Rossi X-ray Timing Explorer

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The Rossi X-ray Timing Explorer (RXTE) was launched on December 30, 1995 from NASA's Kennedy Space Center. The mission is managed and controlled by NASA's Goddard Space Flight Center (GSFC) in Greenbelt, Maryland. RXTE features unprecedented time resolution in combination with moderate spectral resolution to explore the variability of X-ray sources. Time scales from microseconds to months are covered in an instantaneous spectral range from 2 to 250 keV. Originally designed for a required lifetime of two years with a goal of five, RXTE has passed that goal and is still performing well.

The spacecraft was designed and built by the Engineering Directorate at NASA Goddard Space Flight Center. The launch vehicle was a Delta II rocket that put RXTE into its intended low-earth circular orbit at an altitude of 580 km, corresponding to an orbital period of about 90 minutes, with an inclination of 23 degrees.

Operations are managed at Goddard Space Flight Center. The scientific planning and data processing take place at the RXTE Science Operations Center (SOC) comprising the:

  • Science Operations Facility (SOF), which runs the satellite observatory.
  • Guest Observer Facility (GOF) which provides scientific services to astronomers who use RXTE.

In the beginning XSDC processed RXTE Data and distributed via Tape, however the RXTE GOF and SOF now work together to perform the distribution and archiving of RXTE data.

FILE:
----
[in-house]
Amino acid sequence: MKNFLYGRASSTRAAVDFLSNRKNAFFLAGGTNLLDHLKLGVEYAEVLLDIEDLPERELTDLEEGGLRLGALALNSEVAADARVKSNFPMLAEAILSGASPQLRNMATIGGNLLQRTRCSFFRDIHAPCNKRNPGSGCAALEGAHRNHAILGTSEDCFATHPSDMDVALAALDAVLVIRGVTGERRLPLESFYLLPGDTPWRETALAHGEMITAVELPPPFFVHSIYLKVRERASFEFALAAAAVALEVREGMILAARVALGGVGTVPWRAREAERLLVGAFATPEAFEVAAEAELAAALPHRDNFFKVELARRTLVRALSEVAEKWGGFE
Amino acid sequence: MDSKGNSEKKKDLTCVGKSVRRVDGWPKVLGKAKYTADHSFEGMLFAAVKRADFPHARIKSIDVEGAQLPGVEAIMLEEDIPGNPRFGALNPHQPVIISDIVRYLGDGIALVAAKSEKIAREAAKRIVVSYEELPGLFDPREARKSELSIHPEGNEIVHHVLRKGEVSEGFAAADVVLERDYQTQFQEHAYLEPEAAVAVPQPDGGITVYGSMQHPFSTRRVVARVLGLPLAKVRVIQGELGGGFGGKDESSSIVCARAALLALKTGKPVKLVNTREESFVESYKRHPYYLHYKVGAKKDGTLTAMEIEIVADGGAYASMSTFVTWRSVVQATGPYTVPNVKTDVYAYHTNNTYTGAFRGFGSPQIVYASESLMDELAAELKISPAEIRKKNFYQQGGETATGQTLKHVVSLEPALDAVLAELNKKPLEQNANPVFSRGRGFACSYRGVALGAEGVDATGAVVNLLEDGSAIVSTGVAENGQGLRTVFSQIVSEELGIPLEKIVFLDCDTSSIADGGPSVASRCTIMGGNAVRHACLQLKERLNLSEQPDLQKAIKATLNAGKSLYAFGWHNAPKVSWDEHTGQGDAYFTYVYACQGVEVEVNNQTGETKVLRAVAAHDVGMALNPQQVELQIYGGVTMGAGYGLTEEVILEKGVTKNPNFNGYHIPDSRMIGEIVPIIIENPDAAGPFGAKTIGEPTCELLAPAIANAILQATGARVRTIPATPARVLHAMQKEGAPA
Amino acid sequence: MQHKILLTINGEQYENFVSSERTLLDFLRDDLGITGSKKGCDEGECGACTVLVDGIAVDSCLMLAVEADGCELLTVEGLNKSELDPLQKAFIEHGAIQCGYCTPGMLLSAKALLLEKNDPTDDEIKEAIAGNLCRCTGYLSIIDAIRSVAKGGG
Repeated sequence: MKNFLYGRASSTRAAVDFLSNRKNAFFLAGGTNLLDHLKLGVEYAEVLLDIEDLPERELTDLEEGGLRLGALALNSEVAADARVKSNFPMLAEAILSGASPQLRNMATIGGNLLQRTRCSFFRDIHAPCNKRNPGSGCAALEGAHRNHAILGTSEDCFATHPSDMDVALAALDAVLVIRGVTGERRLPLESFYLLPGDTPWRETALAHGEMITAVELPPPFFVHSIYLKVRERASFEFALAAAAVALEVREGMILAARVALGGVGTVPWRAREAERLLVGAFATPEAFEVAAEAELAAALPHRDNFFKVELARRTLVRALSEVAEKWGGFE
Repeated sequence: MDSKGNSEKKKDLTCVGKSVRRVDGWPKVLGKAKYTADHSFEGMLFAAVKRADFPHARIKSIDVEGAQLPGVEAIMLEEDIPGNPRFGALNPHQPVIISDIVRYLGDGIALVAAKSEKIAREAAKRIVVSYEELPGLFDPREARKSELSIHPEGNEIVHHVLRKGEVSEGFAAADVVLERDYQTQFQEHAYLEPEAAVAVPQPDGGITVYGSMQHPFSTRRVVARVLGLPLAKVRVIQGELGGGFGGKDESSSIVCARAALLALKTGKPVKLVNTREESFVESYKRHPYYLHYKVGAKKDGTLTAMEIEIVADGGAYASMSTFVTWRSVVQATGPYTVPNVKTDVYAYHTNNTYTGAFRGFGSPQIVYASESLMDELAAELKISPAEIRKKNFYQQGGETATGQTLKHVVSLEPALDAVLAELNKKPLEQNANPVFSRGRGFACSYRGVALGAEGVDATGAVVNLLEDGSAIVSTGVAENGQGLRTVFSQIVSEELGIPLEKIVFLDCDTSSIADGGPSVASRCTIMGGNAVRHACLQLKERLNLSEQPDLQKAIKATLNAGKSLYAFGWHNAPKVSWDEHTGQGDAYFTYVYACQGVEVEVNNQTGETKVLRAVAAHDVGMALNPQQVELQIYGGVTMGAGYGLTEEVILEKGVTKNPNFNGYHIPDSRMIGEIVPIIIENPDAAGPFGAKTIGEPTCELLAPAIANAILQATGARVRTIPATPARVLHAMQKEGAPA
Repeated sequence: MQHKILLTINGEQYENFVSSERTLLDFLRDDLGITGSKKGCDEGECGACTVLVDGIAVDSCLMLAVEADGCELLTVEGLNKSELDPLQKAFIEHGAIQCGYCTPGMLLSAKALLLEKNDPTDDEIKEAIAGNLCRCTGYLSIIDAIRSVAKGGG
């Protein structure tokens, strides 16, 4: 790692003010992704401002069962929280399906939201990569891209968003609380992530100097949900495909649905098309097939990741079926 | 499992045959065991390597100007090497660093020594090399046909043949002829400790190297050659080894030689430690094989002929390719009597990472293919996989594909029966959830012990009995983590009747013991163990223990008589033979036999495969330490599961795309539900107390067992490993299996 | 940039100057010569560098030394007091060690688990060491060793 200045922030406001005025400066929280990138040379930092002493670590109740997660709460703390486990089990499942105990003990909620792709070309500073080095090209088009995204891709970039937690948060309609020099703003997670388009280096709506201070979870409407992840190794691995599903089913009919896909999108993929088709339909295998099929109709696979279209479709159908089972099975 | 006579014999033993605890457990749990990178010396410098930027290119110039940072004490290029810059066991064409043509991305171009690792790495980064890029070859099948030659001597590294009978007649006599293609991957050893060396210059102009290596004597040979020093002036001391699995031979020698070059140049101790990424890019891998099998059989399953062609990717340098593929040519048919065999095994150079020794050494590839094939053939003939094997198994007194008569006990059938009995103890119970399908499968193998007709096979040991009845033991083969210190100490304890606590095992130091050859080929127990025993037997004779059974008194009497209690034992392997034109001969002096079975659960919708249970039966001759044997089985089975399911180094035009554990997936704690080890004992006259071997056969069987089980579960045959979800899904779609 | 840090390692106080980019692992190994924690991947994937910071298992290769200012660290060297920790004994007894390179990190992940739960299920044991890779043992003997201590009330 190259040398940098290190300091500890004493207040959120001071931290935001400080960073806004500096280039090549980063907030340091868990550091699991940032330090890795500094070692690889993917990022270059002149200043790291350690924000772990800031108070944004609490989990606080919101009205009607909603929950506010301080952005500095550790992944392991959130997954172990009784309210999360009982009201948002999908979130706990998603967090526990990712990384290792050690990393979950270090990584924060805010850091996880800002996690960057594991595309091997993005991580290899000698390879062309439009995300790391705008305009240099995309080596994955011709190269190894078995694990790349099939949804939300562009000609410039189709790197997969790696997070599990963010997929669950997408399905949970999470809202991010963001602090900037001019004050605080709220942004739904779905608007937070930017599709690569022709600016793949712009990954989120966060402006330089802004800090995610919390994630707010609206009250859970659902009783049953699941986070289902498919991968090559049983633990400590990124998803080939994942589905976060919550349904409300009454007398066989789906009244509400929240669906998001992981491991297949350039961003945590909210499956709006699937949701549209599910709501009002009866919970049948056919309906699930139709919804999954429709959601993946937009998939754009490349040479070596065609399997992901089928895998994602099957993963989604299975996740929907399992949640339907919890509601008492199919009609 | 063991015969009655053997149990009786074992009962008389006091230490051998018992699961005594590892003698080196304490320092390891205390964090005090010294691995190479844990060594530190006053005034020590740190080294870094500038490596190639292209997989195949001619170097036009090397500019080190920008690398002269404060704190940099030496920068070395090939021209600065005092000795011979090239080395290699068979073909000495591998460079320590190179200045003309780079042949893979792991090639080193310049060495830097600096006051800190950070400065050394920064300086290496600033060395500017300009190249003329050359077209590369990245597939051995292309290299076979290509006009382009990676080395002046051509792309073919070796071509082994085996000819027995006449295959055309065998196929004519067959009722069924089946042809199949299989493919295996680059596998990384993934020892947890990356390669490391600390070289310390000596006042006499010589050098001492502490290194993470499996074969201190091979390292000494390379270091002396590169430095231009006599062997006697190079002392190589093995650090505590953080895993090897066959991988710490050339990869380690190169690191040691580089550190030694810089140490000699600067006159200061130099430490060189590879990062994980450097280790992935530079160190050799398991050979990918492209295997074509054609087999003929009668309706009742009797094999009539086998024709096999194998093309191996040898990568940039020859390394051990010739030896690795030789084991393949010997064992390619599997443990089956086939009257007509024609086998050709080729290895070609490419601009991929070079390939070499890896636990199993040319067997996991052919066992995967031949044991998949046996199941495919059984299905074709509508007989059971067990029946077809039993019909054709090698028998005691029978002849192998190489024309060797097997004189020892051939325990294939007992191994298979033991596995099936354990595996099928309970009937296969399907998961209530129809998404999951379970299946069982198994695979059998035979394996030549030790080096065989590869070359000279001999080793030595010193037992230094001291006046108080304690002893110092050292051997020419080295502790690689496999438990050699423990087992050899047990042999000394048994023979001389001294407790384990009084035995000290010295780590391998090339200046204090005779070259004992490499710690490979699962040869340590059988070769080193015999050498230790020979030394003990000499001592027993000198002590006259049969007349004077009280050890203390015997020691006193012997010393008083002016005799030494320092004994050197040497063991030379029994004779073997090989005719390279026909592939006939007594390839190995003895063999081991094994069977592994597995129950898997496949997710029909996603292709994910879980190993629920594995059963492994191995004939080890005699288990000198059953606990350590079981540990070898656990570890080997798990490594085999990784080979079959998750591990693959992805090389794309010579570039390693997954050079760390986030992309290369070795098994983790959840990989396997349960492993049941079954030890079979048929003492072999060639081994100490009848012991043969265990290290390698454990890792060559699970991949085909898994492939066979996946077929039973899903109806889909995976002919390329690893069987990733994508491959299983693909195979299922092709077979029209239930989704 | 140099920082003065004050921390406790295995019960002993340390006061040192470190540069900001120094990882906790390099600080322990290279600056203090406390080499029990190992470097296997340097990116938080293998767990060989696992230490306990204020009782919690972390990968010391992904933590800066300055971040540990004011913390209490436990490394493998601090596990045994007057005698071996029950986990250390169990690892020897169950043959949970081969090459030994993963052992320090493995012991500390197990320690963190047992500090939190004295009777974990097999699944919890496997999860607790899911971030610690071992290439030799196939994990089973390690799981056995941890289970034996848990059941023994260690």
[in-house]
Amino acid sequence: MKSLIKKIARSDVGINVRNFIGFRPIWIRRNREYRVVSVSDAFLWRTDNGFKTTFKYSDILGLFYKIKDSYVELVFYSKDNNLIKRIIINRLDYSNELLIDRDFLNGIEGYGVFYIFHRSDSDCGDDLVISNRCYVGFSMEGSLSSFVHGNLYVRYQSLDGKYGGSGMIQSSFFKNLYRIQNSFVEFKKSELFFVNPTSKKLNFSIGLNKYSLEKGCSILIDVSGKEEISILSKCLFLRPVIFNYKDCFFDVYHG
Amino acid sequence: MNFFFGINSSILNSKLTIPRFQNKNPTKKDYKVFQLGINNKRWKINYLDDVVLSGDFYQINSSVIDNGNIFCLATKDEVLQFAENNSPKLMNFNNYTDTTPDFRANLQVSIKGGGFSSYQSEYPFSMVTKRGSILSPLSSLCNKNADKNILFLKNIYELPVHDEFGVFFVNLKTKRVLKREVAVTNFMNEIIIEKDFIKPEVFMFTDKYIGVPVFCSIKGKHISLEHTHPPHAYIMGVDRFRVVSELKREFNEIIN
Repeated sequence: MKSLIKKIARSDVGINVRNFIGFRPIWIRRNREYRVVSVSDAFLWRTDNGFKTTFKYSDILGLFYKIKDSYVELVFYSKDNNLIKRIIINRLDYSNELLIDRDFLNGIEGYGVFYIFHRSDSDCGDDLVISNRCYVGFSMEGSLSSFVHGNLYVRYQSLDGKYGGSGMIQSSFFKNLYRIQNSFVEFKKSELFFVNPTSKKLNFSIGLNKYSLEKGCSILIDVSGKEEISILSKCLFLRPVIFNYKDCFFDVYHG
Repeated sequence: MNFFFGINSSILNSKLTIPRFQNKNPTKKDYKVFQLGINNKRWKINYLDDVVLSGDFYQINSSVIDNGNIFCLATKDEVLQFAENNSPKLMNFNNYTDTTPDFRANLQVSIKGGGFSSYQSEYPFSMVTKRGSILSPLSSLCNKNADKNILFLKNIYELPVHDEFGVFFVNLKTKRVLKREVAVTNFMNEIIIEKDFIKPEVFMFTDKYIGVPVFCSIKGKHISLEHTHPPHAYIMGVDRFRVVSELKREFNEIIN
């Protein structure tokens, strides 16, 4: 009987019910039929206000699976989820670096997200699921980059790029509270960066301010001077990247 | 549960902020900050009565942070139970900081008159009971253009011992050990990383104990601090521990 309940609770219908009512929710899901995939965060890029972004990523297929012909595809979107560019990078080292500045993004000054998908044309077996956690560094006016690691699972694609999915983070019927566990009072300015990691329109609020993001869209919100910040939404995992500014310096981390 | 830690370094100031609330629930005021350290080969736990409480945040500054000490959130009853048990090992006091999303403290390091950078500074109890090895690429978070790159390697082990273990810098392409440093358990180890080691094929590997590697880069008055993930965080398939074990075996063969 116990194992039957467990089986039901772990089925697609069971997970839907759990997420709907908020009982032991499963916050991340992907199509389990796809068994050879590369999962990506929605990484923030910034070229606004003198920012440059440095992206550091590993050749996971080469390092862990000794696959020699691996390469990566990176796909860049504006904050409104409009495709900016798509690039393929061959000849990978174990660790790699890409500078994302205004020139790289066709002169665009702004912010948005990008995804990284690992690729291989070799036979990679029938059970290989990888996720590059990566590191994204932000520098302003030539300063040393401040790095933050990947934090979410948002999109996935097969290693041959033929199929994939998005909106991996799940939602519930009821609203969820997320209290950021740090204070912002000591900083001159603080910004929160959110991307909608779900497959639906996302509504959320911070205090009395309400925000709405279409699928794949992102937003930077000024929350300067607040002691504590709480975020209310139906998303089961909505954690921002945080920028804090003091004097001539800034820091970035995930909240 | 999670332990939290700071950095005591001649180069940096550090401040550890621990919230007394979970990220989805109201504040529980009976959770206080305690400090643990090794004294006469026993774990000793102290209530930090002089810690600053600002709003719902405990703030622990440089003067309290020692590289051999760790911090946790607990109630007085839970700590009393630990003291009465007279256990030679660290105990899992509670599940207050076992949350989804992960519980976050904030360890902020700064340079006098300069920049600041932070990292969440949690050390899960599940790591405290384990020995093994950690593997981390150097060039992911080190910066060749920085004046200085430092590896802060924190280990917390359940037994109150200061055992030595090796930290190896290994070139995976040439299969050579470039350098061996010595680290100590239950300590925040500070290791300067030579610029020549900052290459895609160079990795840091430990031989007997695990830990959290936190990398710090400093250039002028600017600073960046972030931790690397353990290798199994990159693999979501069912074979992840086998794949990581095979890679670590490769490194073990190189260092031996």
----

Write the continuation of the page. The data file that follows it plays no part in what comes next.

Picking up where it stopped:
The Project Scientist for RXTE is Dr. Jean H. Swank.


The mission carries two pointed instruments, the Proportional Counter Array (PCA) developed by GSFC to cover the lower part of the energy range, and the High Energy X-ray Timing Experiment (HEXTE) developed by UCSD covering the upper energy range. These instruments are equipped with collimators yielding a FWHM of one degree. In addition, RXTE carries an All-Sky Monitor (ASM) from MIT that scans about 80% of the sky every orbit, allowing monitoring at time scales of 90 minutes or longer. Data from PCA and ASM are processed on board by the Experiment Data System (EDS), also built by MIT.

Download the Data

Lighter version of the Data

A lighter version of the data (for proposals and such) was supplied by MIT at:

For more information on the lighter version visit: MIT X-Ray Timing Explorer Project